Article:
Tadalafil Selective Reversible Inhibitors


Tadalafil, is a selective reversible inhibitor of cyclic guanosine monophosphate (cGMP)-specific phosphodiesterase 5(PDE5). When sexual stimulation leads to the local release of nitric oxide, PDE5 is inhibited by tadalafil, which increases cGMP levels in the corpus cavernosum, which leads to smooth muscle relaxation, blood flow into the penile tissue, and erection; if there is no sexual stimulation, the drug may not play its role.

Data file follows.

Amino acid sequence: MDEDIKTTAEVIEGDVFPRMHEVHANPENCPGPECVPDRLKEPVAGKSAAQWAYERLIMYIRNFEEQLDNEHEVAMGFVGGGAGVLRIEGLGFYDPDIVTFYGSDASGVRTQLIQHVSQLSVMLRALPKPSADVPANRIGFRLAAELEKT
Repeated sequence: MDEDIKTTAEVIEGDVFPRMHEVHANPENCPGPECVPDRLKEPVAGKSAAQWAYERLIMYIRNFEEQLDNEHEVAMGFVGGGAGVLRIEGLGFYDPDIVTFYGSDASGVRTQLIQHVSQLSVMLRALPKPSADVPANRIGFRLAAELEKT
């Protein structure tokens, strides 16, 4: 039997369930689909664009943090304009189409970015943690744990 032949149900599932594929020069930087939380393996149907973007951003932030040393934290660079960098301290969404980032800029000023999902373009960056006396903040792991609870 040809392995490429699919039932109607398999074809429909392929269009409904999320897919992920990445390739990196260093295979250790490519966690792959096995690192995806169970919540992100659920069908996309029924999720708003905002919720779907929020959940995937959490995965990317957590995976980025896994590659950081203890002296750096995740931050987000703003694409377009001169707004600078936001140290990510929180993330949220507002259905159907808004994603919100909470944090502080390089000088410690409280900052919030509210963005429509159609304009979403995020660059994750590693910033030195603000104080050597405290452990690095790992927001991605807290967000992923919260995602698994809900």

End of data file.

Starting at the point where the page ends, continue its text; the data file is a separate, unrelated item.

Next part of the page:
It is rapidly absorbed after oral administration, and the mean maximum observed plasma concentration (cmax) is reached by a median time of 2 hours after administration. The absolute bioavailability of this product after oral administration is not known. The absorption rate and degree of tadalafil are not affected by food, so this product can be taken with or without food. The time of administration (morning or evening) had no clinically significant effect on the rate and extent of absorption, with an average volume of about 63 liters, indicating that tadalafil was distributed into the tissues. At therapeutic concentrations, 94% of tadalafil in plasma is bound to protein. Protein binding was not affected by renal impairment. In healthy subjects, the average clearance rate of oral tadalafil is 2.5L/hr, and the average half-life is 17.5 hours. Tadalafil is mainly excreted in the form of inactive metabolites, mainly from feces (about 61% of the dose), and a small part is excreted in urine (about 36% of the dose).